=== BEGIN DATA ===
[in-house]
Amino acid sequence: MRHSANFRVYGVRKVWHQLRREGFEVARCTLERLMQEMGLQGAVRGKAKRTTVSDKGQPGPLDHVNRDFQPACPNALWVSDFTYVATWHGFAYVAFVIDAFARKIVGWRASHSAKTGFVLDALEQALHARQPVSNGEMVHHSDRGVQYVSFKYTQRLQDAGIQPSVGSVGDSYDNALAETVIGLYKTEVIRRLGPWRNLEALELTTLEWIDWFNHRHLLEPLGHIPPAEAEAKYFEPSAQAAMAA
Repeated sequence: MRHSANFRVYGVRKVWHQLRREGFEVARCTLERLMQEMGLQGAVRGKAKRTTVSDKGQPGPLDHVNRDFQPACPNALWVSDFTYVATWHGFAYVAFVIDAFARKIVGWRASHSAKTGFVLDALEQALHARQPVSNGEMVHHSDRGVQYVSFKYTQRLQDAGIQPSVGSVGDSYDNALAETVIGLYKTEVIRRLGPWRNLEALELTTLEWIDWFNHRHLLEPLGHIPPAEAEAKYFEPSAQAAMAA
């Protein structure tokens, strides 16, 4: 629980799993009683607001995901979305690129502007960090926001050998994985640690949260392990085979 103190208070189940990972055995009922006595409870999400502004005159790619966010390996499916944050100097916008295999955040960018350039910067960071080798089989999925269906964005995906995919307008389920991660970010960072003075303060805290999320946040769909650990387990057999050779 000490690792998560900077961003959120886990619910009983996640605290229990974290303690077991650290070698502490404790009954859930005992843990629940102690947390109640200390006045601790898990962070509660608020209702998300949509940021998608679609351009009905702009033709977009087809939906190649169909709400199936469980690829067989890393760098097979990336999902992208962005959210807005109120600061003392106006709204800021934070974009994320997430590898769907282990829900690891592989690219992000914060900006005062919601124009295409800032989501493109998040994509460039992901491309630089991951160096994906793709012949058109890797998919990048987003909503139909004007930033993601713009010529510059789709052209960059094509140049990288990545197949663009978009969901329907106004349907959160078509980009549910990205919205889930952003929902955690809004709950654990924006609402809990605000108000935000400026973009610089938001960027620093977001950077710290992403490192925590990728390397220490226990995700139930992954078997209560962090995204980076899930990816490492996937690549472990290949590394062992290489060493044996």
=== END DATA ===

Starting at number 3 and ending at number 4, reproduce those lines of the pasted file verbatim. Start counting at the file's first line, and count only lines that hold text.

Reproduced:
Repeated sequence: MRHSANFRVYGVRKVWHQLRREGFEVARCTLERLMQEMGLQGAVRGKAKRTTVSDKGQPGPLDHVNRDFQPACPNALWVSDFTYVATWHGFAYVAFVIDAFARKIVGWRASHSAKTGFVLDALEQALHARQPVSNGEMVHHSDRGVQYVSFKYTQRLQDAGIQPSVGSVGDSYDNALAETVIGLYKTEVIRRLGPWRNLEALELTTLEWIDWFNHRHLLEPLGHIPPAEAEAKYFEPSAQAAMAA
């Protein structure tokens, strides 16, 4: 629980799993009683607001995901979305690129502007960090926001050998994985640690949260392990085979 103190208070189940990972055995009922006595409870999400502004005159790619966010390996499916944050100097916008295999955040960018350039910067960071080798089989999925269906964005995906995919307008389920991660970010960072003075303060805290999320946040769909650990387990057999050779 000490690792998560900077961003959120886990619910009983996640605290229990974290303690077991650290070698502490404790009954859930005992843990629940102690947390109640200390006045601790898990962070509660608020209702998300949509940021998608679609351009009905702009033709977009087809939906190649169909709400199936469980690829067989890393760098097979990336999902992208962005959210807005109120600061003392106006709204800021934070974009994320997430590898769907282990829900690891592989690219992000914060900006005062919601124009295409800032989501493109998040994509460039992901491309630089991951160096994906793709012949058109890797998919990048987003909503139909004007930033993601713009010529510059789709052209960059094509140049990288990545197949663009978009969901329907106004349907959160078509980009549910990205919205889930952003929902955690809004709950654990924006609402809990605000108000935000400026973009610089938001960027620093977001950077710290992403490192925590990728390397220490226990995700139930992954078997209560962090995204980076899930990816490492996937690549472990290949590394062992290489060493044996």